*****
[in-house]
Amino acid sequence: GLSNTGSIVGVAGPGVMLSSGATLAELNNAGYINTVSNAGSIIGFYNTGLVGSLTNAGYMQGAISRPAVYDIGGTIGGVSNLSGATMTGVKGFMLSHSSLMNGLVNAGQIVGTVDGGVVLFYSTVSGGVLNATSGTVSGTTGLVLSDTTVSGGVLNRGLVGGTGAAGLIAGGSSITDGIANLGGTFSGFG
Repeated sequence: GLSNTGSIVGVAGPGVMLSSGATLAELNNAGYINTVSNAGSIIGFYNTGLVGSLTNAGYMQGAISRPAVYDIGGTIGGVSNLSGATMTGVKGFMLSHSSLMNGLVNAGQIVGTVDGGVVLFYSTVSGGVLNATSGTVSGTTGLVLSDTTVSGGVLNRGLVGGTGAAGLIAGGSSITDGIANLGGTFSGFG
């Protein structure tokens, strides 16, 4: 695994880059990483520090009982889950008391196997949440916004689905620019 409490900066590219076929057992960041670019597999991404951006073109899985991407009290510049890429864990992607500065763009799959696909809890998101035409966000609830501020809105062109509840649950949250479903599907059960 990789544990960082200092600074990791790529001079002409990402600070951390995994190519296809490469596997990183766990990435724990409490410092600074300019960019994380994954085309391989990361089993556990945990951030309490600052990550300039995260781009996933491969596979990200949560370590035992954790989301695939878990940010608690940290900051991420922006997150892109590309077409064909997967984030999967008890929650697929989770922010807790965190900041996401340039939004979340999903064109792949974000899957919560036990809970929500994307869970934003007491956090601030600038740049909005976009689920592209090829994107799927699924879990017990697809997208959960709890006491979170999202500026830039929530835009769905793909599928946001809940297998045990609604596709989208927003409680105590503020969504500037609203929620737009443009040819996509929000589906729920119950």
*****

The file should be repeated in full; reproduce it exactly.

[in-house]
Amino acid sequence: GLSNTGSIVGVAGPGVMLSSGATLAELNNAGYINTVSNAGSIIGFYNTGLVGSLTNAGYMQGAISRPAVYDIGGTIGGVSNLSGATMTGVKGFMLSHSSLMNGLVNAGQIVGTVDGGVVLFYSTVSGGVLNATSGTVSGTTGLVLSDTTVSGGVLNRGLVGGTGAAGLIAGGSSITDGIANLGGTFSGFG
Repeated sequence: GLSNTGSIVGVAGPGVMLSSGATLAELNNAGYINTVSNAGSIIGFYNTGLVGSLTNAGYMQGAISRPAVYDIGGTIGGVSNLSGATMTGVKGFMLSHSSLMNGLVNAGQIVGTVDGGVVLFYSTVSGGVLNATSGTVSGTTGLVLSDTTVSGGVLNRGLVGGTGAAGLIAGGSSITDGIANLGGTFSGFG
């Protein structure tokens, strides 16, 4: 695994880059990483520090009982889950008391196997949440916004689905620019 409490900066590219076929057992960041670019597999991404951006073109899985991407009290510049890429864990992607500065763009799959696909809890998101035409966000609830501020809105062109509840649950949250479903599907059960 990789544990960082200092600074990791790529001079002409990402600070951390995994190519296809490469596997990183766990990435724990409490410092600074300019960019994380994954085309391989990361089993556990945990951030309490600052990550300039995260781009996933491969596979990200949560370590035992954790989301695939878990940010608690940290900051991420922006997150892109590309077409064909997967984030999967008890929650697929989770922010807790965190900041996401340039939004979340999903064109792949974000899957919560036990809970929500994307869970934003007491956090601030600038740049909005976009689920592209090829994107799927699924879990017990697809997208959960709890006491979170999202500026830039929530835009769905793909599928946001809940297998045990609604596709989208927003409680105590503020969504500037609203929620737009443009040819996509929000589906729920119950």